Death, Divorce, Down-sizing, Dislocation, and (Now) Display:
A Self-Storage Center for a More Exhibitionist Future
Storage today finds itself compartmentalized into two categories: the visible and the invisible. As materialistic culture encourages self-identification with objects, visible storage through the shelf accommodates both easy access and curation of self-expression. However, in response to excess due to overconsumption, self-storage centers—one of the fastest growing industries in the United States—provide users with an invisible alternative to hide away a multitude of belongings. However, this image of the tightly packed storage room is not a new phenomenon. Sixteenth-century cabinets of curiosities contained enormous quantities of possessions that were curated and exhibited as archives of knowledge. This thesis asks: can cabinets of curiosities trigger a new typology of architecture for the contemporary self-storage center? Can such an establishment blur the distinctions between storage space, personal collection, and cultural museum?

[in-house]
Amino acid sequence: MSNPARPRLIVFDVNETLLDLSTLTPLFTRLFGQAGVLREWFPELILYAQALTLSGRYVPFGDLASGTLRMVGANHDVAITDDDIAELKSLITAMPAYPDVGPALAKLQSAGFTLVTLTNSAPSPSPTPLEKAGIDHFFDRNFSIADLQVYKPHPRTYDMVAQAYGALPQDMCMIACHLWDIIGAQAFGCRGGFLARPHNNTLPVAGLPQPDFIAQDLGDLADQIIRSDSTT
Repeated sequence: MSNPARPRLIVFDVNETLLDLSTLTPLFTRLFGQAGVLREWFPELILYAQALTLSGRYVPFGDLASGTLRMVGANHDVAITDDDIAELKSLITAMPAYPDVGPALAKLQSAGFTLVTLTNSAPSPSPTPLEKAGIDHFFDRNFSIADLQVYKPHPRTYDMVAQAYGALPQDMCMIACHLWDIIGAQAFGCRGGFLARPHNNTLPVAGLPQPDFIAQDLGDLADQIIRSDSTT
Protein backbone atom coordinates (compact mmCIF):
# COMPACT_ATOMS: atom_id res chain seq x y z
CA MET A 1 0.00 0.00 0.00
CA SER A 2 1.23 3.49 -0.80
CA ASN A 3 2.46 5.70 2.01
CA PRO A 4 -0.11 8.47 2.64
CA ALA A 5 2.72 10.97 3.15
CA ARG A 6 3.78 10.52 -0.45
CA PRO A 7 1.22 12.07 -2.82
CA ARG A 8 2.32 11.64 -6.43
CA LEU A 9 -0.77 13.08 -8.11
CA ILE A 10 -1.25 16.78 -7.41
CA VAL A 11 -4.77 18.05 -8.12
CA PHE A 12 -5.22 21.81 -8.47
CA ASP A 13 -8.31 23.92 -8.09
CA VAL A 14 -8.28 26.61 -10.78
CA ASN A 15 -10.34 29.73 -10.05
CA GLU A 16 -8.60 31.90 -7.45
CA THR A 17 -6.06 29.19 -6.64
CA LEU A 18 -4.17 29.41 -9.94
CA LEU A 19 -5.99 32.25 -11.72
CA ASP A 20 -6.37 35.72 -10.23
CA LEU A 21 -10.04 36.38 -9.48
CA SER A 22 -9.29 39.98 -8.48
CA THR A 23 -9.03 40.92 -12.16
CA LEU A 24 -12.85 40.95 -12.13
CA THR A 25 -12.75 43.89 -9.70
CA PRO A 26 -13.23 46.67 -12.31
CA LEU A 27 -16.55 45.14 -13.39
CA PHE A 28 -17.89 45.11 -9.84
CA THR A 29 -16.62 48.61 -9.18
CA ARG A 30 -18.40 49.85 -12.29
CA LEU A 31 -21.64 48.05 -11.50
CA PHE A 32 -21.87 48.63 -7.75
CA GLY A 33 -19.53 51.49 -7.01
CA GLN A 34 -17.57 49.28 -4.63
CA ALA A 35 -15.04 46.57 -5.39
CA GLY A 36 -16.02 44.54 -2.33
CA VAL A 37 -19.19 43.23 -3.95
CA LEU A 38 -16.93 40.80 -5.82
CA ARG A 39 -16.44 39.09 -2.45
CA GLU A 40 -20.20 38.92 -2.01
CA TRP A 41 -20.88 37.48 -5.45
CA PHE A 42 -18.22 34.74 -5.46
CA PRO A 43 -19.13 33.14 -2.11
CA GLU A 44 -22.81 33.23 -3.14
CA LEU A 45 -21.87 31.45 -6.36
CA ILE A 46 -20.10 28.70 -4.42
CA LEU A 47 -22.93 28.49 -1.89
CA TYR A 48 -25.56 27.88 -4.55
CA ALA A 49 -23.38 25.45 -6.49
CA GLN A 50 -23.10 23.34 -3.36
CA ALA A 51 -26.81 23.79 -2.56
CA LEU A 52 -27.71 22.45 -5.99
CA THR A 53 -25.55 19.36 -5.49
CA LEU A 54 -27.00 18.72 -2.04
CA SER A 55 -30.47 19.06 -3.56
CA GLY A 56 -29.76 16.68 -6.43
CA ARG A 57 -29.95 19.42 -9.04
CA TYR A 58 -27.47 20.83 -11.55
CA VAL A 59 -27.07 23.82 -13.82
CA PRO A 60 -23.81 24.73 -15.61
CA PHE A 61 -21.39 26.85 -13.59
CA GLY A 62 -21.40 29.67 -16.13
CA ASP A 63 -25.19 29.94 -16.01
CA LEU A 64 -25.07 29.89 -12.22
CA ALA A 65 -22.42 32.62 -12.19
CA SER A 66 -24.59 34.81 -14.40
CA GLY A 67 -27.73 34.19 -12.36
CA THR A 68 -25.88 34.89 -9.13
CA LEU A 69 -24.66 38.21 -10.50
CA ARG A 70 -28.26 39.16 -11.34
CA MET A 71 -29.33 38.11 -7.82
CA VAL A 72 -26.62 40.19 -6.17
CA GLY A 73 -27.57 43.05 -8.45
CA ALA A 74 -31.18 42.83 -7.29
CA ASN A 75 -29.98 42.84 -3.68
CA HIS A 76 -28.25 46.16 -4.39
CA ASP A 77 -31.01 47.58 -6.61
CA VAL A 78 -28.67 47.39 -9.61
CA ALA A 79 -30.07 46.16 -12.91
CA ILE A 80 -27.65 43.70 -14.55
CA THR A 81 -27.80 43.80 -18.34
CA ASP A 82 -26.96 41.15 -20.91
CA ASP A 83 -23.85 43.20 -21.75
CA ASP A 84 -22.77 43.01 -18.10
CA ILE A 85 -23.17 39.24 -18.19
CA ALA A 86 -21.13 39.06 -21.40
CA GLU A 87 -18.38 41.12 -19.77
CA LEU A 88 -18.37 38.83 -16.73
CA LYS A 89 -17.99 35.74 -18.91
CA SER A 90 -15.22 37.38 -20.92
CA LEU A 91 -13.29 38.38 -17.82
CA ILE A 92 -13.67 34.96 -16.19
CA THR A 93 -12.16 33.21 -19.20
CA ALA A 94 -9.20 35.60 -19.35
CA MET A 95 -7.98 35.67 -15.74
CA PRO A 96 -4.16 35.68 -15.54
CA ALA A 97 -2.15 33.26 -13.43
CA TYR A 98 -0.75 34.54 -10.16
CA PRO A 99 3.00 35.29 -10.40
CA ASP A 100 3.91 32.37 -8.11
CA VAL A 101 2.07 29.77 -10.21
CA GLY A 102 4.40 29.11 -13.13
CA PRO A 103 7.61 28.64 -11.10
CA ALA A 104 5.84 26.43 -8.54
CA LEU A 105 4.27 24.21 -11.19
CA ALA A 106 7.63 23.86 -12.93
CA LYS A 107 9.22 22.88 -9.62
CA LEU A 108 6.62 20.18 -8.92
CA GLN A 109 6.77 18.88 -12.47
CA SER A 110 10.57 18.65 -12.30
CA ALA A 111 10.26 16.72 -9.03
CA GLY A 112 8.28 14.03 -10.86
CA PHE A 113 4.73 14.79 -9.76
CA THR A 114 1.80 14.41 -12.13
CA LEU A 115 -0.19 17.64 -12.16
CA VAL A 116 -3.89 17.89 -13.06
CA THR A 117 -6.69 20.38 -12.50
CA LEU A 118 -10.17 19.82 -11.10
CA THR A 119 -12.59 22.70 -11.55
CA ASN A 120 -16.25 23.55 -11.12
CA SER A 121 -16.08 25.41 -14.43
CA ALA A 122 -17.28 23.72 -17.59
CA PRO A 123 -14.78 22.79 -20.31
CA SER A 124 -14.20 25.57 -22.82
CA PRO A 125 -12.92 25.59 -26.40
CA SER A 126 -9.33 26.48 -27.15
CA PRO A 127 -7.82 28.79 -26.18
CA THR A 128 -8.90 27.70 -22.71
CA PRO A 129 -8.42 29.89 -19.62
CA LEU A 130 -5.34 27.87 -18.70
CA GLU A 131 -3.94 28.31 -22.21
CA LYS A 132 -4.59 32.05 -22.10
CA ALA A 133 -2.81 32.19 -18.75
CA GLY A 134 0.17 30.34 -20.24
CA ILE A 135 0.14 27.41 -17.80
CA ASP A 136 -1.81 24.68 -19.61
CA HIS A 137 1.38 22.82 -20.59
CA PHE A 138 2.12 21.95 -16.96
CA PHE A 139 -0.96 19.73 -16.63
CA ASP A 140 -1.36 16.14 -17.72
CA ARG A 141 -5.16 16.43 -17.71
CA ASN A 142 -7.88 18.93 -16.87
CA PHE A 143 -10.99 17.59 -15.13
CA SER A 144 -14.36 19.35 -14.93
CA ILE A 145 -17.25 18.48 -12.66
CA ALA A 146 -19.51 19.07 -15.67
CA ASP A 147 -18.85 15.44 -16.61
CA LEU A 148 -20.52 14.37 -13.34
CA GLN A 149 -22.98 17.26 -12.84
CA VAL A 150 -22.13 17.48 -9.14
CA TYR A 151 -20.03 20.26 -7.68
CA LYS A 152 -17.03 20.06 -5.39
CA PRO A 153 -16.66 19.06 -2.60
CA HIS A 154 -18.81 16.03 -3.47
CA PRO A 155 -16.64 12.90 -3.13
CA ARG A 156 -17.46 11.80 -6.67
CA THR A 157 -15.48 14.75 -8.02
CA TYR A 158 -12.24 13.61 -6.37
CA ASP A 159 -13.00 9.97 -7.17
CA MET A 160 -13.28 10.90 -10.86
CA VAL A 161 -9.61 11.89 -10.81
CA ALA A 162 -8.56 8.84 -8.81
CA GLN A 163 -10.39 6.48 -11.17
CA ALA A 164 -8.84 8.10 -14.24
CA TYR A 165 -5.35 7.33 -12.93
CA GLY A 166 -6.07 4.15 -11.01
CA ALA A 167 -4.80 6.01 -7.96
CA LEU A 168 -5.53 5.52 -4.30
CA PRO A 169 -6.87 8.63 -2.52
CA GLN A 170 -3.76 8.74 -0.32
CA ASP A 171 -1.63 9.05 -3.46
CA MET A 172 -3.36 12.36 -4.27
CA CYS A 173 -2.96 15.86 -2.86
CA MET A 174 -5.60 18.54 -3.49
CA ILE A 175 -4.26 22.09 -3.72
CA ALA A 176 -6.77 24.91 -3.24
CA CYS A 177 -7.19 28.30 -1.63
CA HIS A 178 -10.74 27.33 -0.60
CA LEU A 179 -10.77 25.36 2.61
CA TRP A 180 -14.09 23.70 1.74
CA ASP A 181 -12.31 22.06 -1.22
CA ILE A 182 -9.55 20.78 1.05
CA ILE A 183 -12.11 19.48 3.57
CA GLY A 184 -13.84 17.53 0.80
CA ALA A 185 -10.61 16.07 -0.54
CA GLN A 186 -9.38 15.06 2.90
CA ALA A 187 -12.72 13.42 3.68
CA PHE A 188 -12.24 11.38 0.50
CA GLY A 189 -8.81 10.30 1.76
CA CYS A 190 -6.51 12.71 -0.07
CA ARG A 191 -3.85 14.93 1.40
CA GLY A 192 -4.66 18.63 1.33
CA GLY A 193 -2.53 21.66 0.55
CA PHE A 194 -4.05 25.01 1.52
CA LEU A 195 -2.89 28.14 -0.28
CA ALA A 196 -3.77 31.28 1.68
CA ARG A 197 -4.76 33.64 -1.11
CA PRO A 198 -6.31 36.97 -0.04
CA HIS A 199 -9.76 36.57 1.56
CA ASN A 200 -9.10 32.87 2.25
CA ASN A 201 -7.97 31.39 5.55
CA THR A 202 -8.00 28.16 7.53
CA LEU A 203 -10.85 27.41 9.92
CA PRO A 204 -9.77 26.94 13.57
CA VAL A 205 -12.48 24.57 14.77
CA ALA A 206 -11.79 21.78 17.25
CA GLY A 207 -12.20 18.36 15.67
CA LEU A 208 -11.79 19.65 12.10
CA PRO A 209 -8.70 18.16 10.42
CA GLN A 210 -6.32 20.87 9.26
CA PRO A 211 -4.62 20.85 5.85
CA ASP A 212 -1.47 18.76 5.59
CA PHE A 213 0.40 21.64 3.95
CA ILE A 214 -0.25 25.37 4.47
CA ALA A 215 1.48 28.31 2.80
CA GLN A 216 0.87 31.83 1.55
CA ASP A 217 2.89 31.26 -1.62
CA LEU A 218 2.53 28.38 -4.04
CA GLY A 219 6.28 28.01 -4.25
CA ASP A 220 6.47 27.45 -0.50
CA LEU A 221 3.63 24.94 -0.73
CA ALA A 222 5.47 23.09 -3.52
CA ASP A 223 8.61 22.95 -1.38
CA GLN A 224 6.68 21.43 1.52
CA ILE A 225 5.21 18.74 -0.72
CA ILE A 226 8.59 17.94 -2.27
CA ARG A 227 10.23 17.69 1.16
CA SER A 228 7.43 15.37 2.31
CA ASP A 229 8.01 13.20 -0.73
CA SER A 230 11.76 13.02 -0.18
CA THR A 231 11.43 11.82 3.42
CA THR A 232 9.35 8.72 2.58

The self-storage center for a near future presents collectors with many options for storage and display, both physical and digital, accommodating a wide range of storage formats under one roof. Public exhibition of personal possessions achieves an institutional character for the self-storage center, in which objects gain an architectural importance. Constant curation of objects resists hoarder culture, instead asking what belongs in storage when the previously dark and hidden becomes bright and showcased. As the new self-storage center takes on museological presentation and develops a distinct form, it acts as a monument to collections of the tangible and intangible within its urban context. However, this specific architecture does not subordinate its contents; rather, it provides a framework into which objects, people, and memories breathe life.